During summer vacations, many parents scramble to find fun and enjoyable things for their children to do and keep them occupied. For many children, the beginning of September means the sad end to their summers.
This month marks the birthday of musical icon Louis Armstrong, known by his nicknames Satchmo or Pops. As an American jazz trumpeter and singer, he was one of the most influential jazz musicians in history.
Renowned for his stage presence and throaty voice as much as for his trumpet-playing, Armstrong's influence extended well beyond jazz music, and his charismatic and heartfelt performances.
"He left an undying testimony to the human condition in the America of his time" - Wynton Marsalis
Armstrong was born August 4, 1901, in New Orleans, Louisiana, to Mary Albert Armstrong (1886–1942) and William Armstrong (1881–1922). He was the grandson of slaves raised on plantations. They spoke English rather than French and, like most slaves, had little idea of their origins. Louis himself grew up in a poverty-stricken rough neighborhood in New Orleans, known as “Back of Town.” When he was only a baby, his father left the family. From then until he was 5, he and his sister Beatrice were taken care of by their grandmother, Josephine Armstrong. At 5, he moved back to live with his mother, and only very rarely saw his father.
We recently wrote about the fascinating Secret of Ereikoussa, where the residents of a small Greek island risked their lives to save a Jewish tailor’s family from the Nazis during WWII.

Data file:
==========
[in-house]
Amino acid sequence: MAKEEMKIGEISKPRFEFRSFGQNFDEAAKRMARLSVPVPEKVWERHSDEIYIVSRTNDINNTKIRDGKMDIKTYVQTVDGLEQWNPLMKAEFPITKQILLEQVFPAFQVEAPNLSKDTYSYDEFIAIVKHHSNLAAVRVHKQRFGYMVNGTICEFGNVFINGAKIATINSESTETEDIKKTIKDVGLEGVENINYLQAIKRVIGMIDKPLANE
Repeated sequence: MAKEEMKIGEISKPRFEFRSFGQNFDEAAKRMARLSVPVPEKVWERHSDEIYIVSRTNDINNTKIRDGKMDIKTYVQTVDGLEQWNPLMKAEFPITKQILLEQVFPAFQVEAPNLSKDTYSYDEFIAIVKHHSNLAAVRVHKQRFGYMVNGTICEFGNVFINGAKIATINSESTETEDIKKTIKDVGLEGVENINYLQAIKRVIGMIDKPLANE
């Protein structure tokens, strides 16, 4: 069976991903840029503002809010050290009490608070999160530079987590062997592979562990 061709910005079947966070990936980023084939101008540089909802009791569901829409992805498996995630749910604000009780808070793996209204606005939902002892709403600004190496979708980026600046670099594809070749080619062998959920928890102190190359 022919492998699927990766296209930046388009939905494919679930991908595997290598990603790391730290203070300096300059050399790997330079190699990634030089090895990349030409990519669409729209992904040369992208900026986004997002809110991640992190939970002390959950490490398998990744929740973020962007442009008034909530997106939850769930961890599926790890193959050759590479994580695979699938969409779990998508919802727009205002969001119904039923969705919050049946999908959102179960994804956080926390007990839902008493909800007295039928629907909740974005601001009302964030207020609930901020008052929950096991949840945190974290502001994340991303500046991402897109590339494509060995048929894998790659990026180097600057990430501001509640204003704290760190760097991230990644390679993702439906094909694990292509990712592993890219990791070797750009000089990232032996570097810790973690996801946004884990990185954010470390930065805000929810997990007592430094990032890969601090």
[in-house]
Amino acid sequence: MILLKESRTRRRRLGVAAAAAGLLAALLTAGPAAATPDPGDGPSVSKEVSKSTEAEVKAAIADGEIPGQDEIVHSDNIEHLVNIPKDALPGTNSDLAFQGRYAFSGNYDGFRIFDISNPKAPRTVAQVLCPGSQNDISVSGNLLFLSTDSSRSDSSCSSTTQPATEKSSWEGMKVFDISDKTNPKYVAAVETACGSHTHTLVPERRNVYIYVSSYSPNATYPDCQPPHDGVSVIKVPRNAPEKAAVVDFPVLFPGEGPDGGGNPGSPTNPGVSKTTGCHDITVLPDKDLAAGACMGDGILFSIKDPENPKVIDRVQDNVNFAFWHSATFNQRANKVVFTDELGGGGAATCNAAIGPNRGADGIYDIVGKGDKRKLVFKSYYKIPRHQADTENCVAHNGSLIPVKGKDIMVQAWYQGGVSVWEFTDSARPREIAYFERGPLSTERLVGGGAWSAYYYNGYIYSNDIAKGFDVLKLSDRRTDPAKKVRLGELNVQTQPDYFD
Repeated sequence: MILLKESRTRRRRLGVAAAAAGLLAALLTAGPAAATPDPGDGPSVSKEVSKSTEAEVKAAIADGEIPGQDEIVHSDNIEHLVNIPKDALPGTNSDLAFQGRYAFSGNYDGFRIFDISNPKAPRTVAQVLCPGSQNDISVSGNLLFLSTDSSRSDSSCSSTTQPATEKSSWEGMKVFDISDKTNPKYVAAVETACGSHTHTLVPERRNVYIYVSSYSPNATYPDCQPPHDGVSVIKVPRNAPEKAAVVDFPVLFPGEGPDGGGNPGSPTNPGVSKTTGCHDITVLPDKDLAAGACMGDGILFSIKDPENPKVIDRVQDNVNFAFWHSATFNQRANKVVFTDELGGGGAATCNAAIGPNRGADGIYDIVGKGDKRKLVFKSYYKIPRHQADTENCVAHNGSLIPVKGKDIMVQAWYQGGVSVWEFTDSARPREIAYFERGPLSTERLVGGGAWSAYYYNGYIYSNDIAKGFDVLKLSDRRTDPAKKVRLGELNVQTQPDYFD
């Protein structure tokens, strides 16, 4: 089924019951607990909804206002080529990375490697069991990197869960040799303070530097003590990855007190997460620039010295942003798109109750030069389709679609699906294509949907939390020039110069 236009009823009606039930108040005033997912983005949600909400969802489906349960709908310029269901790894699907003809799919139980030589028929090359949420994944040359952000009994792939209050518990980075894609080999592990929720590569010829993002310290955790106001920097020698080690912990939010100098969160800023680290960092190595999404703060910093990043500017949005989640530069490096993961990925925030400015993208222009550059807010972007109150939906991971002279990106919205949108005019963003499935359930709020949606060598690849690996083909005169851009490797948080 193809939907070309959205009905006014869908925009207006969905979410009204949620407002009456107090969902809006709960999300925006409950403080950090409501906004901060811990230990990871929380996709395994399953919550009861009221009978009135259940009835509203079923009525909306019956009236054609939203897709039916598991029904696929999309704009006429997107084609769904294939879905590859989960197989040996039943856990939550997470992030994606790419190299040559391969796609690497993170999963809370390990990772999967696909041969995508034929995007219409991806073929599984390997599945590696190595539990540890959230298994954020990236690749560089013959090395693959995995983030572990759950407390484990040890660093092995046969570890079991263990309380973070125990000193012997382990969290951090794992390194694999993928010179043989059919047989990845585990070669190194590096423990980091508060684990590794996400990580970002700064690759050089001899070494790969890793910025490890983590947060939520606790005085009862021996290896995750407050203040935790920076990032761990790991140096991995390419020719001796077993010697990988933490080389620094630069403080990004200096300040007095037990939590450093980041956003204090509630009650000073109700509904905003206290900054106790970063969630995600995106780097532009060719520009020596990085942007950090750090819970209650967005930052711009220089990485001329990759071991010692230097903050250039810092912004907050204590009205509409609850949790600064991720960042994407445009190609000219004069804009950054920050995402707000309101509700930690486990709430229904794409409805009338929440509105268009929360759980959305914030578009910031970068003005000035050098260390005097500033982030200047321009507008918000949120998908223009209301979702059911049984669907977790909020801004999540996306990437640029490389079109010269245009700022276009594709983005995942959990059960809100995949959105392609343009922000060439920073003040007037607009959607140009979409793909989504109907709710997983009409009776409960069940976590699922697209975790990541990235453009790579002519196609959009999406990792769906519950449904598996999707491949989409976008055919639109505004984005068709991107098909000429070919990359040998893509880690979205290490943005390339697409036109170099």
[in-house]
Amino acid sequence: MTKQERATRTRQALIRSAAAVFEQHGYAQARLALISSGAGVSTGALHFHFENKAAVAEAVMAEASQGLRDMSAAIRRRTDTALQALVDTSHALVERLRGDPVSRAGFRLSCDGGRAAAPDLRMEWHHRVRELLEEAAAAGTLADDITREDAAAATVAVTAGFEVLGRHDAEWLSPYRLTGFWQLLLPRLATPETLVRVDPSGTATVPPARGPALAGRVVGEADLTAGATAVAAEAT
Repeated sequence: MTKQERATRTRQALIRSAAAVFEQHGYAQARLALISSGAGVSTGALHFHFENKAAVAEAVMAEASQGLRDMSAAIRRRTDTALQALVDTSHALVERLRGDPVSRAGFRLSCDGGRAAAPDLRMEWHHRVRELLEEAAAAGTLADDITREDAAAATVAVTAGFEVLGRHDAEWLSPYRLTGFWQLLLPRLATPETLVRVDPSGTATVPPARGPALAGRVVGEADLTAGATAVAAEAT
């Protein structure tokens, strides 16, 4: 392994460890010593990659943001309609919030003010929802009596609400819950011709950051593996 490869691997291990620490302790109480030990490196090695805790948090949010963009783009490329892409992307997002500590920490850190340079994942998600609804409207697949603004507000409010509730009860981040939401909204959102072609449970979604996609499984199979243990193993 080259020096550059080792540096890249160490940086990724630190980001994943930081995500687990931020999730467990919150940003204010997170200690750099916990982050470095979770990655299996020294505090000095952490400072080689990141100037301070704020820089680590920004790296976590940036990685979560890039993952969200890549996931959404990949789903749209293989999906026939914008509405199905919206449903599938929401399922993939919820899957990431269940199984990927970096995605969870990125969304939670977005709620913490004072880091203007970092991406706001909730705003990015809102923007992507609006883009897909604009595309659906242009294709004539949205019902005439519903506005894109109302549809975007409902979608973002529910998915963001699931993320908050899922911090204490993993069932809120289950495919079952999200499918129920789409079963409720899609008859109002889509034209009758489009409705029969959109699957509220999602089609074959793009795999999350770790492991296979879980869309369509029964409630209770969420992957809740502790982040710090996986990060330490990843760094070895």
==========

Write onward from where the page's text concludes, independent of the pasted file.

In November 2013, Emmy Award-winning writer, producer and author Yvette Manessis Corporon contacted MyHeritage to ask for help in finding the descendants of the Jewish tailor - Savvas from Corfu, Greece - who had been hidden on Ereikoussa during the war. She had written a book inspired by her grandmother’s memories of the island, and the story of Savvas was an important part. For Yvette, the story was incomplete and she wanted to discover what happened to the family after the war.
MyHeritage accepted the challenge and embarked on a genealogical journey to uncover the mysteries of this long-kept secret. Starting with just five first names (Savvas, his three daughters Spera, Julia and Nina, and another child - Rosa) we were successful in locating descendants of the family in the U.S. and in Israel. Last month - at an official island ceremony - the families reunited to honor the island's residents for their courageous efforts.
Happy 239th birthday, America!
Also known as Independence Day, Americans come together on July 4 to commemorate the adoption of the Declaration of Independence and the country’s birthday.
A great time to celebrate American heritage, it is also fun to share the holiday with families at barbecues, picnics, parades, fairs, firework displays and other family activities.
Middle names. Some people have them; others don’t. The three-name structure we use today (given, middle and last name) began in the Middle Ages when Europeans wanted to give a child a saint’s name and a traditional family name, but middle name use goes back even further.